What are you carrying?

My dad leads a very principled life. His honesty, simplicity and unassuming personality are something that I’ve always admired. Being the father of 3 brats, I always wondered how he never lost his temper. In my entire life, I saw him get angry on two instances. Yes, only twice. I’ll narrate only one of them as the other is not relevant here.

Once, my brothers and I were playing with friends. As we didn’t have gadgets those days, we used to innovate and create new games to play. One such game was to break the windscreen of an auto-rickshaw that was parked nearby. Guess what, we won!!! All the winners get to take a trophy home and we took the auto-rickshaw driver home. After paying up the price for our victory, my dad got furious and shouted at us. This was nothing new for us as we always had our mom lose her patience on us.

My work has taken me to different places while my parents still live in the same city. I visit my parents often and spend time with them. While my mom speaks everything on her mind and shares every bit of detail, my dad is very reserved. He seldom shares what’s on his mind and rarely displays his emotions. Most of my conversations are with mom while my chats with dad are transactional in nature.

During one such visits a few weeks back, dad sat next to me and said “When you were a kid, I slapped you once. I lost my temper on you when you damaged the auto-rickshaw. I’m feeling very sorry for my behaviour.”

I didn’t know how to react. I looked into his eyes and I could seem them damp. It’s the first time in my life that I saw my dad like that. I said “Dad, don’t think about that. The same incident, for which you’re feeling bad, is a sweet memory for us. Whenever we sit together, this is one of the incidents that we talk about and have a hearty laugh.”

He said “I used my strength on you. You were a kid and I was a big man. Just because I was stronger than you, I mis-used my power.”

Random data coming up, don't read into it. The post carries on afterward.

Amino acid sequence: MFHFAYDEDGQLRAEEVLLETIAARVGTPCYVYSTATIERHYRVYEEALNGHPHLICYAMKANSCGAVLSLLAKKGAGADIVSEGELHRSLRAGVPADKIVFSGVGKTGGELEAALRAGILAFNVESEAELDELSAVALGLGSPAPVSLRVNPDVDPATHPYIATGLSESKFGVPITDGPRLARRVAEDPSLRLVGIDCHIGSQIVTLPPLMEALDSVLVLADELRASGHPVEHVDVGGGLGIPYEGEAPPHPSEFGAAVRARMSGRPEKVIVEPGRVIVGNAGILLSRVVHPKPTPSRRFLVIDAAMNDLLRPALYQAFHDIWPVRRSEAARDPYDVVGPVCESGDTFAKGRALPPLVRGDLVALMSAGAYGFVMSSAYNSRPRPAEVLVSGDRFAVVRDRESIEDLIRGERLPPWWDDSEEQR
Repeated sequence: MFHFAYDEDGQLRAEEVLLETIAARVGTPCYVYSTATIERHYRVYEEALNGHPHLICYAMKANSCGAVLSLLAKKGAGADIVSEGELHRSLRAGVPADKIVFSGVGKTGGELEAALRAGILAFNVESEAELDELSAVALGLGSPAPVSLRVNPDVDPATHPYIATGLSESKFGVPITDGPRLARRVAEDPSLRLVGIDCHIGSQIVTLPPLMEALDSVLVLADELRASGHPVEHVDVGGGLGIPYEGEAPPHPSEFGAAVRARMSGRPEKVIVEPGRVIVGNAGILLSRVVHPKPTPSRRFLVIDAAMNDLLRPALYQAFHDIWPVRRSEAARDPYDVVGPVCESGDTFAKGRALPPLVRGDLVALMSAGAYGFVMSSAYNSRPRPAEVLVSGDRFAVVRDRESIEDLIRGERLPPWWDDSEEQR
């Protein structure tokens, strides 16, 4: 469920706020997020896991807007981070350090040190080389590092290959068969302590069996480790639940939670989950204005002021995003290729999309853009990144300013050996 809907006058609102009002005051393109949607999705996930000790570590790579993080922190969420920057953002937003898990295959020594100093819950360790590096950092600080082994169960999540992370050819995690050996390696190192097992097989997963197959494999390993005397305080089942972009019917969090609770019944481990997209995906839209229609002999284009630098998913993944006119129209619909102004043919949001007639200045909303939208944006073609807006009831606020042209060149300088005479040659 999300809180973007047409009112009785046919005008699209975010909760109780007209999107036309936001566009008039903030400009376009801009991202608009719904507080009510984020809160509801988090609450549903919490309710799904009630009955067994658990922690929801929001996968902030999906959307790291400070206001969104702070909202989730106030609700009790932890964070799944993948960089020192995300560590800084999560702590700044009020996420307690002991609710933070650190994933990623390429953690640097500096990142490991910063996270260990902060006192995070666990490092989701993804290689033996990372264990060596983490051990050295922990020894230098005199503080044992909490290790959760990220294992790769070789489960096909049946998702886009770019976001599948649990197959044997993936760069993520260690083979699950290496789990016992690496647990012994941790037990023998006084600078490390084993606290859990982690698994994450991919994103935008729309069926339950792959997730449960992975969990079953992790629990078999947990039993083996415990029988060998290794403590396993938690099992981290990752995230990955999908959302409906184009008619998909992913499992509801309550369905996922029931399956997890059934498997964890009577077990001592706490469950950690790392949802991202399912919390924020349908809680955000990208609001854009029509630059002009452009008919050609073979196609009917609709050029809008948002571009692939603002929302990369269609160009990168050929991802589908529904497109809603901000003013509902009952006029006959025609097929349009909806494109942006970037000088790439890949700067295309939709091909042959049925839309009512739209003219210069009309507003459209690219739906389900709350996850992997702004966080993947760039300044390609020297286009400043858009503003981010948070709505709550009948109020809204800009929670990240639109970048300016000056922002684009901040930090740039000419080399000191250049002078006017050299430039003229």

“Dad, whatever we are today is solely because of the values you instilled in us. You should be proud of that. Please don’t feel bad about this small incident.” I said.

He didn’t say anything. He was silent. So was I. But when I looked at him, I could see he was a bit relieved…relieved that he said what he wanted to say. He probably was glad that he got that monkey off his back. Knowing him, I can imagine that this was on his mind for ages. He probably was carrying this pain and suffering for long. He finally mustered courage to spit it out and I’m sure he must be feeling good.

Isn’t this what happens to most of us? We carry the baggage of guilt for a very long time. The longer we carry this baggage, the heavier it gets. The heavier it gets, the more the pain and suffering that it inflicts. The most difficult part of getting this baggage off is to take the first step – which is mustering the courage to speak up. For some, it comes naturally but for many it isn’t.

Remember, speaking up is much better than keeping it and suffering for life.

I’m trying and I hope you would as well. Thank you for teaching me this, Dad.



  1. Dear Adi,

    That one line of yours – the longer we hold on, the heavier it gets – is worth a million bucks.

    Those who are curious, try holding a tissue paper in your outstretched hand for 5 mins.

    Keep it up Adi..Loved it.


  2. Lovely writing. I really believe in not carry any guilt bags on back. Word are harsh than sword. Yes we do learn a lot from our parents how to just be calm n move on.

    1. Thank you, Rahul. You’re absolutely correct – we should be careful in using our words

  3. We are not free because we carry our baggage’s 😊, appreciate your effort in expressing words Adi .

    1. Thank you Lakshmi… I completely agree with what you said

  4. Hey Aaditya
    It was really heart touching..we all learn a lot from our parents , knowingly unknowingly they leave their impact on us as Sanskar.. what we are today is just because of them.
    Yes , we generally do the same.. we misuse our power n words on them on them who are weaker than us n after that we don’t even care or feel sorry for that. Your dad was great, actually it needs lots of guts to say sorry… I totally agree with you.. speaking is much better than keeping it and suffering for a life… you are really very expressive as a writer.. keep writing 👍thanks

    1. Thank you for your kind words, Jolly.
      It’s true, takes a lot of courage to say sorry. But once you do that, it’s an amazing feeling.

  5. Say thank you to your dad for me. This is so uch an example for positive parenthood. It’s human to loose one’s temper from time tto time, and it takes courage for a prent to apologize to it’s kid.

    1. Thank you for your comment. I’ll pass on your regards to my dad.

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